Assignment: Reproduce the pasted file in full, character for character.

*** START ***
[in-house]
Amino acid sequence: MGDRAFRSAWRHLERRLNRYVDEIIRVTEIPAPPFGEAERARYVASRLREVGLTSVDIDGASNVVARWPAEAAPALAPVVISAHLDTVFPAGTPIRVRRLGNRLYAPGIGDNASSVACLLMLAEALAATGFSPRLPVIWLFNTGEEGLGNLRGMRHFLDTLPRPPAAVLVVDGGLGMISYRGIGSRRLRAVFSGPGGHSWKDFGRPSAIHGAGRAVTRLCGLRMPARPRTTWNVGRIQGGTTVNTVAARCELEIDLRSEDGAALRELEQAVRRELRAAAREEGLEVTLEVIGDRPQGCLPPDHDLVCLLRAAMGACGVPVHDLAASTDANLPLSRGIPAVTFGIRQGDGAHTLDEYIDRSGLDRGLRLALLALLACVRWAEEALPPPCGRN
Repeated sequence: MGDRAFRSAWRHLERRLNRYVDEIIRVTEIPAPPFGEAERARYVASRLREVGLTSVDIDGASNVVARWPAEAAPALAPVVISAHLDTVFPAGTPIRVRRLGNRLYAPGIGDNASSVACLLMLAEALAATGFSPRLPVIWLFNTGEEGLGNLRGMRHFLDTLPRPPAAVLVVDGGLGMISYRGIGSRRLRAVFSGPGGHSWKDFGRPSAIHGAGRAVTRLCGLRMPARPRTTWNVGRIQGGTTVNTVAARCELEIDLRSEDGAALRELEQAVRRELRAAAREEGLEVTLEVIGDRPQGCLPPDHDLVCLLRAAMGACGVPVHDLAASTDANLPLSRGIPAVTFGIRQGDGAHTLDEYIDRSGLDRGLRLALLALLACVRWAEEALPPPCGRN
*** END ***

[in-house]
Amino acid sequence: MGDRAFRSAWRHLERRLNRYVDEIIRVTEIPAPPFGEAERARYVASRLREVGLTSVDIDGASNVVARWPAEAAPALAPVVISAHLDTVFPAGTPIRVRRLGNRLYAPGIGDNASSVACLLMLAEALAATGFSPRLPVIWLFNTGEEGLGNLRGMRHFLDTLPRPPAAVLVVDGGLGMISYRGIGSRRLRAVFSGPGGHSWKDFGRPSAIHGAGRAVTRLCGLRMPARPRTTWNVGRIQGGTTVNTVAARCELEIDLRSEDGAALRELEQAVRRELRAAAREEGLEVTLEVIGDRPQGCLPPDHDLVCLLRAAMGACGVPVHDLAASTDANLPLSRGIPAVTFGIRQGDGAHTLDEYIDRSGLDRGLRLALLALLACVRWAEEALPPPCGRN
Repeated sequence: MGDRAFRSAWRHLERRLNRYVDEIIRVTEIPAPPFGEAERARYVASRLREVGLTSVDIDGASNVVARWPAEAAPALAPVVISAHLDTVFPAGTPIRVRRLGNRLYAPGIGDNASSVACLLMLAEALAATGFSPRLPVIWLFNTGEEGLGNLRGMRHFLDTLPRPPAAVLVVDGGLGMISYRGIGSRRLRAVFSGPGGHSWKDFGRPSAIHGAGRAVTRLCGLRMPARPRTTWNVGRIQGGTTVNTVAARCELEIDLRSEDGAALRELEQAVRRELRAAAREEGLEVTLEVIGDRPQGCLPPDHDLVCLLRAAMGACGVPVHDLAASTDANLPLSRGIPAVTFGIRQGDGAHTLDEYIDRSGLDRGLRLALLALLACVRWAEEALPPPCGRN